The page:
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February 4th, 2016, 11:27
Well, I have been thinking a lot about this. What can you do other than combat that involves character development, a lot of thinking, excitement and sense of danger, lots of skills and stats. The only other thing I could think of is some sort of sport.. but that would not really fit in an RPG I guess….. maybe it could be let us play a game of baseball to decide who would own this land??? but somehow I think combat would still be more complex and fun compared to that. Anyone have any idea? in that case it is very welcome.

I have some experiments in my game though, with dynamic AI, which means events would not be scripted, but rather AI would act on their own, but I might have to remove it from the game if it turns out it doesn't work. After all most such a attempts has failed. But I am very tired of almost everything except combat being scripted in the games.
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February 4th, 2016, 11:51
Originally Posted by GothicGothicness View Post
Well, I have been thinking a lot about this. What can you do other than combat that involves character development, a lot of thinking, excitement and sense of danger, lots of skills and stats.
That is the point. You can imagine a lot of things, but you can not implement them because you have neither the algorithms nor the hardware to simulate human or social psychology. You can implement rules for mecanic actions -like combat, sports, thievery and little more.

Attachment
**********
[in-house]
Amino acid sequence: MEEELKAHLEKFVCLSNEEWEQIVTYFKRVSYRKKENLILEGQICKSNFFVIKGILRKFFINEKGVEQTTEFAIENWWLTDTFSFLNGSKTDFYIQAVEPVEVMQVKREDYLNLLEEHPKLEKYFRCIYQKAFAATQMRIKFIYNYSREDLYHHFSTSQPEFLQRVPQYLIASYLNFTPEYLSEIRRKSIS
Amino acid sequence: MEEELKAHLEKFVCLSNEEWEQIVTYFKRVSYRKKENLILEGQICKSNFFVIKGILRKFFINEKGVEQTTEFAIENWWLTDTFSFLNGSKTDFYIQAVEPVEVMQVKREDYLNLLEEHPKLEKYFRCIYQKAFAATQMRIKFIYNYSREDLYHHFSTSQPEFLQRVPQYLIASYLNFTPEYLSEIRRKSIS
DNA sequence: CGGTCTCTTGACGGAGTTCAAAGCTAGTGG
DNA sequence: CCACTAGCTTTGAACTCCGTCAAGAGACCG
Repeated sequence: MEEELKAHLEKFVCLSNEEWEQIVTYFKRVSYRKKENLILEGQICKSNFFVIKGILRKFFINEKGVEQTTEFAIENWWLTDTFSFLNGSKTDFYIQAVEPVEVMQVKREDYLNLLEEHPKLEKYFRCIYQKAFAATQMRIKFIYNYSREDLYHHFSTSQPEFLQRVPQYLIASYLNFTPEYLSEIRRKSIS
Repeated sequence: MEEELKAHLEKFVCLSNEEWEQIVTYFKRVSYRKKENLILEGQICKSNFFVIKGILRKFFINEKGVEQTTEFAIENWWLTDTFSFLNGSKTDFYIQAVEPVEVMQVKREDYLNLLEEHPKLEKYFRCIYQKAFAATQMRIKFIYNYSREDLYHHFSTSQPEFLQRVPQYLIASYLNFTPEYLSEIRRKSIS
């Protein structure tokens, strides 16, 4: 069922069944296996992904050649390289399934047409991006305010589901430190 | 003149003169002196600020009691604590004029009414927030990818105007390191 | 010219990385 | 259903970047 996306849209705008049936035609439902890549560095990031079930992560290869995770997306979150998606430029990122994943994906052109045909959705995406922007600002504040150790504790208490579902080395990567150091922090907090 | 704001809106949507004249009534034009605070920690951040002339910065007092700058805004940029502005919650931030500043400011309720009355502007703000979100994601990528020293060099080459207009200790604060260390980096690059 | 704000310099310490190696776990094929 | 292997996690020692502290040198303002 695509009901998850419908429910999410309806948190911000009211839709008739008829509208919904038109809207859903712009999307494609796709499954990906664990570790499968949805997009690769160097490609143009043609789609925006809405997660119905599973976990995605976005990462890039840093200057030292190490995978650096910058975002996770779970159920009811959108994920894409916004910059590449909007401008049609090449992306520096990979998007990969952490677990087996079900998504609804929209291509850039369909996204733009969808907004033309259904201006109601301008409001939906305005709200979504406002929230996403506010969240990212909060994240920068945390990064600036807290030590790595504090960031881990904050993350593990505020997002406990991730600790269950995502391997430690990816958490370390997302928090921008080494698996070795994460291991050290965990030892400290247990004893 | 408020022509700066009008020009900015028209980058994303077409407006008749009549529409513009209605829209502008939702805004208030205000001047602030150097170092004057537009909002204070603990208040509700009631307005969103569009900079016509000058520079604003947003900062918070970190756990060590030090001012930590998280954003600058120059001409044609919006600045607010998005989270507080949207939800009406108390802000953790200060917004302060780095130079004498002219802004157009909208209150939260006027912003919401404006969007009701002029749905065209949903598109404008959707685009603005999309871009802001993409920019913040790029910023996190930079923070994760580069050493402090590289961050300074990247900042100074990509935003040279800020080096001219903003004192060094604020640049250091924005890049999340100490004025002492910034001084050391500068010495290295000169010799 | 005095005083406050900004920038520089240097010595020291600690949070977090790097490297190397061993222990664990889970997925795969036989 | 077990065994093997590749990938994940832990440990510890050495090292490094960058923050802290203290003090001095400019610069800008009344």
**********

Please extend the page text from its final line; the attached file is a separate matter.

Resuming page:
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Well, my avatar does not help either…
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February 4th, 2016, 12:02
As far as I am concerned, RPG without combat is an adventure game!
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February 4th, 2016, 12:51
trying to shovel shit down people's trout,
an rpg is an rpg is an rpg. I've been playing them since as long as I can remember and I never do fighter guilds and always try to conn my way through as much shit as possible. But that doesn't mean there's never any fighting to be done; if you don't like it call your game an adventure.
--
relax, it's just a ride
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February 4th, 2016, 12:59
I'm bored of killing people. Not necessarily bored of having people killed, but certainly of doing my own dirty work.
Uh-huh. In other news, it's very characteristic that this guy has to turn to an indie game to find any outlet for his passive-aggressiveness at all.

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February 4th, 2016, 13:57
And the funny thing, I actually liked the combat in AoD. It's very satisfying.

Can't wait for their dungeon crawler.
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February 6th, 2016, 17:23
Originally Posted by lackblogger View Post
As per usual, great game, but it's a Choose Your Own Adventure before it's an RPG. Yes, it's great to have games where you have no combat, but RPGs are just one'o'those ol' combat games, my apologies to people who look for combat-free games and desire to find what they seek in RPGs.
Originally Posted by lostforever View Post
As far as I am concerned, RPG without combat is an adventure game!
Planescape: Torment hits you critically with numerous "Top RPG" awards.
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February 6th, 2016, 19:03
Originally Posted by Siannah View Post
Planescape: Torment hits you critically with numerous "Top RPG" awards.
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Game over.
They are talking about "combat-free games", games "without combat".

Planescape: Torment has combat, so game's still on baby.